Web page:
“When I got here to D.C., I was impressed by and struck by the very high rate of breast cancer death and cancer mortality and incidence in [D.C.],” Weiner said. “While Georgetown has always rightfully thought of itself as a world-class university and as a university that reaches out to the world, here we are in our own city, facing this huge challenge of health disparities.”

Weiner hired Lucile Adams-Campbell, former director of the Howard University Cancer Center, as the Lombardi Center’s new associate director for minority health and disparities. He then spearheaded the creation of another enterprise, the Capital Breast Care Center.

“[The CBCC] is devoted to providing mammography free of charge to anybody, regardless of her ability to pay or to have insurance to cover her expenses,” Weiner said.

Weiner said he believes Georgetown is an inspiring place to make meaningful contributions to global health challenges.

“One of the things I love about Georgetown is that it always fights above its weight – it always makes a disproportionate impact whenever it tries to do something, and it’s our goal to live up to that legacy and help to find new standards of excellence by really making a difference on minority health and health disparities in the District and the surrounding areas,” Weiner said.

John Marshall, chief of the hematology/oncology division, associate director for clinical care and leader of the center’s Developmental Therapeutics Program, lauded MedStar Health for its work in facilitating collaborative research, particularly in coordinating access to clinical trials through D.C. and Baltimore. MedStar Health took over Georgetown University Hospital after the university sold it in 2000 after years of deficits.

**Promoting Personalized Medicine**

Approaches to research have grown more sophisticated at the Lombardi Center over the past few years, according to Marshall.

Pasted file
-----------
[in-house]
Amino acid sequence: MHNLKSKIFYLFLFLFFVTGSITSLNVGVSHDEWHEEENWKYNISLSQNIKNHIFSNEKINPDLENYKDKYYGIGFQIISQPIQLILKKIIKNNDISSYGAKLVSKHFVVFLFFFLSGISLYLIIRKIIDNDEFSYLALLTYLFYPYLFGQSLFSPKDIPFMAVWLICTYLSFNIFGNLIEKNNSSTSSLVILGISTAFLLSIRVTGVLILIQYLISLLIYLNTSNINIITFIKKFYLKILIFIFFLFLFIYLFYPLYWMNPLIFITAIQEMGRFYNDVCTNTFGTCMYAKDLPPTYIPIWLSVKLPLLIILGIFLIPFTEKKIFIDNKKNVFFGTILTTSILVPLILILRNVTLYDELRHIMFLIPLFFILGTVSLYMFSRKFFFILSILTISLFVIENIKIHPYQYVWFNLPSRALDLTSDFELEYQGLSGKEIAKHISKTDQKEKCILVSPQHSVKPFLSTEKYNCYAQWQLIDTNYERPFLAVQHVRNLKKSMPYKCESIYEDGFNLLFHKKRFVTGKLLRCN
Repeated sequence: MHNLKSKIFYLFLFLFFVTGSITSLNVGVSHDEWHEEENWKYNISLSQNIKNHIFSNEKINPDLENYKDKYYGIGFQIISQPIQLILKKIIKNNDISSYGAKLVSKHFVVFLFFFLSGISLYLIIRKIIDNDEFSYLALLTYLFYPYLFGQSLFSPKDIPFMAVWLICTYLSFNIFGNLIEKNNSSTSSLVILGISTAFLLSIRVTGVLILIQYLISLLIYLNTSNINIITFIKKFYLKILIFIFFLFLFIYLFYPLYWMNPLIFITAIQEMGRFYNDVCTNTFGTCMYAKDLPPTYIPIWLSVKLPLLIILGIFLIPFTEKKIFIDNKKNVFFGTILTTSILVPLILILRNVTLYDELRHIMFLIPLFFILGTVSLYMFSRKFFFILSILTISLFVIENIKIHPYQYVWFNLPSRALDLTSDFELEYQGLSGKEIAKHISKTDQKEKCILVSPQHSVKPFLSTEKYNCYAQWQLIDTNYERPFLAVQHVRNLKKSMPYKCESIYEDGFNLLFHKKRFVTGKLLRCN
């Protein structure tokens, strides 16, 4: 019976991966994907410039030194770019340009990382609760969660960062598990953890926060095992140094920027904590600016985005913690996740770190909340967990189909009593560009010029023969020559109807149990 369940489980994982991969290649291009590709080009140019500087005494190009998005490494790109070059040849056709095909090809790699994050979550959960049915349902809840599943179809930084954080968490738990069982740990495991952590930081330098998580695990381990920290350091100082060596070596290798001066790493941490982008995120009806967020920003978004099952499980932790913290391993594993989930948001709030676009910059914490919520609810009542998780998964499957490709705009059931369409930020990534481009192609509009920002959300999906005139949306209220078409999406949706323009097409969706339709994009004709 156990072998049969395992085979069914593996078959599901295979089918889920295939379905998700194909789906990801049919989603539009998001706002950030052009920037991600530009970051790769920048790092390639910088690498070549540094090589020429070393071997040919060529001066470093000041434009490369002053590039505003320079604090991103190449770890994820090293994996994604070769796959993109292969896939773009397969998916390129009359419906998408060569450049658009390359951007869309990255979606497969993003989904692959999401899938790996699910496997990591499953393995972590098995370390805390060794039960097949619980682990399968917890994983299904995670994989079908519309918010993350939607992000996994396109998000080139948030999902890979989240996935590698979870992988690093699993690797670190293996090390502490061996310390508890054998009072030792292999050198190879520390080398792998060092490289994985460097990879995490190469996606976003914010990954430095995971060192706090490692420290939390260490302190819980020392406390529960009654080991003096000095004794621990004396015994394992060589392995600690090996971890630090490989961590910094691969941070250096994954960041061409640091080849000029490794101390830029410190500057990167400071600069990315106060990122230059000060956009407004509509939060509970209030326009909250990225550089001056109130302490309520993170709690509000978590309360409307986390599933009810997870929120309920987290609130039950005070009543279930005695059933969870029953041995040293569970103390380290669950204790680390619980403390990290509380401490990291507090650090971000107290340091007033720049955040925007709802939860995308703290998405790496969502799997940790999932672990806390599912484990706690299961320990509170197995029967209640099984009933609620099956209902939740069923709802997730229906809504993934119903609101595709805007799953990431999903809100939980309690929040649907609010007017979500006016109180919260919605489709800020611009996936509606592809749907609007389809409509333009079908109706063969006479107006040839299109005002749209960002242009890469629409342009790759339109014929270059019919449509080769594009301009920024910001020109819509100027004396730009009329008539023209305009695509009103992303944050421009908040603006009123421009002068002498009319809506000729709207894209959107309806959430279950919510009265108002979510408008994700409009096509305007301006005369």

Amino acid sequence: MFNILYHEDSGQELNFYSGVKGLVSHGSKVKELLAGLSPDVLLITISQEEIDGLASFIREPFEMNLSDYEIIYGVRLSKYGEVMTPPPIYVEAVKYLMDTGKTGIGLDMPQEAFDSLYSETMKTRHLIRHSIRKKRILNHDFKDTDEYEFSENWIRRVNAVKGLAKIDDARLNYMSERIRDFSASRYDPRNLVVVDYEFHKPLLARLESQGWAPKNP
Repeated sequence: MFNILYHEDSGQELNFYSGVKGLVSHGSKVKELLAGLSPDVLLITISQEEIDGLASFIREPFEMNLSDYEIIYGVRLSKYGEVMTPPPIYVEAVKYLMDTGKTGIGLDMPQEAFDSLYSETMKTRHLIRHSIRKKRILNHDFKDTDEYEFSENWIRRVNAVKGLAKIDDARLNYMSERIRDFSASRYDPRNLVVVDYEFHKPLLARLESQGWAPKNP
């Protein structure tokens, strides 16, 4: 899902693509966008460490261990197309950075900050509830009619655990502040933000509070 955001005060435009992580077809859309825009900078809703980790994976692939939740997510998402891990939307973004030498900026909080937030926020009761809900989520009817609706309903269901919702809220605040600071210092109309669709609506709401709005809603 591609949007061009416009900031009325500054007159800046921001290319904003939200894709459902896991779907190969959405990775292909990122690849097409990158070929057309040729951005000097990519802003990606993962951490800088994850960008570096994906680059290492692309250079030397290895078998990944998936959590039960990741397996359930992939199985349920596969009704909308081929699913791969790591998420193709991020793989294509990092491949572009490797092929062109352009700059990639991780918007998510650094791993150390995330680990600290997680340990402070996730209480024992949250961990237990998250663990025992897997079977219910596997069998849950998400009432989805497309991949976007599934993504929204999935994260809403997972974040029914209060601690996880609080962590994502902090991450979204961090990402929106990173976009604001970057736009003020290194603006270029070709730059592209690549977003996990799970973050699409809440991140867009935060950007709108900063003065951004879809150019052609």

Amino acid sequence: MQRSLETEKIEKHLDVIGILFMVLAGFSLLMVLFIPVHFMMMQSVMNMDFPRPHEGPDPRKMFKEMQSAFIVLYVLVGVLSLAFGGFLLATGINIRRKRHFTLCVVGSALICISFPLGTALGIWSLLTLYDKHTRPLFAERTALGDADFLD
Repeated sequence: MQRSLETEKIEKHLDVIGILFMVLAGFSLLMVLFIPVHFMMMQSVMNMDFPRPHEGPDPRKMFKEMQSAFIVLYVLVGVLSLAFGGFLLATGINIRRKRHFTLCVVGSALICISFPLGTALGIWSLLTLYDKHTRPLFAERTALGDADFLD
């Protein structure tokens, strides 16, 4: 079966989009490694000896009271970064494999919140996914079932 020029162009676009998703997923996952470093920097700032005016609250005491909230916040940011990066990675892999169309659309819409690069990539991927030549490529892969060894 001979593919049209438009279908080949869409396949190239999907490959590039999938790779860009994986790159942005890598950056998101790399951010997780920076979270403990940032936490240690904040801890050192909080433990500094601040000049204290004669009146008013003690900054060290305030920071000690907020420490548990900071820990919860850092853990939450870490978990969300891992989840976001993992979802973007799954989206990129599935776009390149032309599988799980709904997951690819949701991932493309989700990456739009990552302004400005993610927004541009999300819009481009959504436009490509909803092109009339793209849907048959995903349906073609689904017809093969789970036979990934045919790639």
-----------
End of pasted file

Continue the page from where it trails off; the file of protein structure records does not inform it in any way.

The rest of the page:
“Our old approach was, to liken it to a World War I analogy, to burn that field in France and hope there were bad guys in there. Our new war is a war on terrorism, and you cannot burn entire countries and expect to win the war on terror – you will not get the last cell, so to speak,” Marshall said.

In other words, when new medicine was developed, it was administered to a broad range of people in the hope that it would work on some of them. With new research and technology, Lombardi Center scientists now know that while cancers in different patients might ostensibly look the same, they might not be identical on a molecular level. This concept has fueled the creation of many different initiatives focused on personalizing medicine for patients.

Weiner’s vision for personalized medicine includes the development of the Georgetown Database of Cancer, an ongoing effort to create an integrated clinical and molecular database for all forms of cancer. Weiner said this database can connect physicians to the wide range of molecular abnormalities with information about illness likelihood, post-operative recovery and new treatments.

“Wouldn’t it be nice to give people more precise information to help them make decisions about their care?” Weiner asked.

Subha Madhavan, who was hired by Weiner as the Lombardi Center’s first director of clinical research informatics, said in January that challenges remain with the database project.